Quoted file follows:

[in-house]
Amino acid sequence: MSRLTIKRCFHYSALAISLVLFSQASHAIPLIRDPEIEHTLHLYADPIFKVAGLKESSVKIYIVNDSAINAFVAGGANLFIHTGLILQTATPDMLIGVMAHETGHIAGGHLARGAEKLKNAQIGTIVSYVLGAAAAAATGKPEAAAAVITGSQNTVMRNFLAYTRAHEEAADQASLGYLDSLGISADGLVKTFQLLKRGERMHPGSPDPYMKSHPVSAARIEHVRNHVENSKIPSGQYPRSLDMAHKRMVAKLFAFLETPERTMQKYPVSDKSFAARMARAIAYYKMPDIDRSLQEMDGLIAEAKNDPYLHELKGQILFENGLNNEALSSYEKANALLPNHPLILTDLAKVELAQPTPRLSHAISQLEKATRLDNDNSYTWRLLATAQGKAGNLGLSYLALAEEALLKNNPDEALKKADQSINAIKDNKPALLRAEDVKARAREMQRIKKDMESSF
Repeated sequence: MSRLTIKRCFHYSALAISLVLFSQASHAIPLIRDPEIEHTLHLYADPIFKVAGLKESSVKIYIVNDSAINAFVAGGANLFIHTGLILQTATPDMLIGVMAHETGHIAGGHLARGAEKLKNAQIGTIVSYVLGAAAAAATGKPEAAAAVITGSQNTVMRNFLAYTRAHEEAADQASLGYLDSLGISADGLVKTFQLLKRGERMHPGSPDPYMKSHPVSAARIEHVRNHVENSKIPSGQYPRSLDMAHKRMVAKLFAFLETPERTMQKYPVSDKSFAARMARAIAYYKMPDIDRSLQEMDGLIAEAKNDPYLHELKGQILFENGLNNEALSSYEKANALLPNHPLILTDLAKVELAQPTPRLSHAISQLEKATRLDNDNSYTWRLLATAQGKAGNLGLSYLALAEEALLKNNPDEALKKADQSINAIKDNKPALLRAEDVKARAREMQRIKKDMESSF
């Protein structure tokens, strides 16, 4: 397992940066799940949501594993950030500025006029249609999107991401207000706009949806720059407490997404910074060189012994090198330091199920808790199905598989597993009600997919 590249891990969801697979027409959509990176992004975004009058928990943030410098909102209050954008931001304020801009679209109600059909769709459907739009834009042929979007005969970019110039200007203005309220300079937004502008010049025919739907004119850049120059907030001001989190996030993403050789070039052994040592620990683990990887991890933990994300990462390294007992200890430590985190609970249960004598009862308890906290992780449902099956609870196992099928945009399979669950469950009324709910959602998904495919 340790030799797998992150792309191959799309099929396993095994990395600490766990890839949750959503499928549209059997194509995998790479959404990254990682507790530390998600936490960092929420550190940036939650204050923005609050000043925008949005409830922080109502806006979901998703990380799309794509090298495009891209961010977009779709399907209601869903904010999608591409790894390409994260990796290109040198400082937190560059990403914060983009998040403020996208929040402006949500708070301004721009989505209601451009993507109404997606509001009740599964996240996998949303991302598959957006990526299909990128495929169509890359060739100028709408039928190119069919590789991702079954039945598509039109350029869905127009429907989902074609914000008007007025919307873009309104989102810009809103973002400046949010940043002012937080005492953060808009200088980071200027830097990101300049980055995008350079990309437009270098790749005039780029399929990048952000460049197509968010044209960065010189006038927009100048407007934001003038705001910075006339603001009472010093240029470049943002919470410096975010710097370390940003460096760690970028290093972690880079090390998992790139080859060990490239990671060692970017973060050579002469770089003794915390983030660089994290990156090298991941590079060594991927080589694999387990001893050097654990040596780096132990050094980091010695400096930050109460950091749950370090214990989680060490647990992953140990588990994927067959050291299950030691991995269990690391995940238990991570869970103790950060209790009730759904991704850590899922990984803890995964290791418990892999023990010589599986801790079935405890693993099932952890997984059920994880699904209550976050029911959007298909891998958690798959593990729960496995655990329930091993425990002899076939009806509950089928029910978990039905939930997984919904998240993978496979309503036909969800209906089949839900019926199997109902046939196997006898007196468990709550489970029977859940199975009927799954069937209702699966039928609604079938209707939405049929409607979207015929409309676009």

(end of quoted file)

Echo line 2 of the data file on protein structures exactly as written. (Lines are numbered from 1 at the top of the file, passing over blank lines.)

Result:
Amino acid sequence: MSRLTIKRCFHYSALAISLVLFSQASHAIPLIRDPEIEHTLHLYADPIFKVAGLKESSVKIYIVNDSAINAFVAGGANLFIHTGLILQTATPDMLIGVMAHETGHIAGGHLARGAEKLKNAQIGTIVSYVLGAAAAAATGKPEAAAAVITGSQNTVMRNFLAYTRAHEEAADQASLGYLDSLGISADGLVKTFQLLKRGERMHPGSPDPYMKSHPVSAARIEHVRNHVENSKIPSGQYPRSLDMAHKRMVAKLFAFLETPERTMQKYPVSDKSFAARMARAIAYYKMPDIDRSLQEMDGLIAEAKNDPYLHELKGQILFENGLNNEALSSYEKANALLPNHPLILTDLAKVELAQPTPRLSHAISQLEKATRLDNDNSYTWRLLATAQGKAGNLGLSYLALAEEALLKNNPDEALKKADQSINAIKDNKPALLRAEDVKARAREMQRIKKDMESSF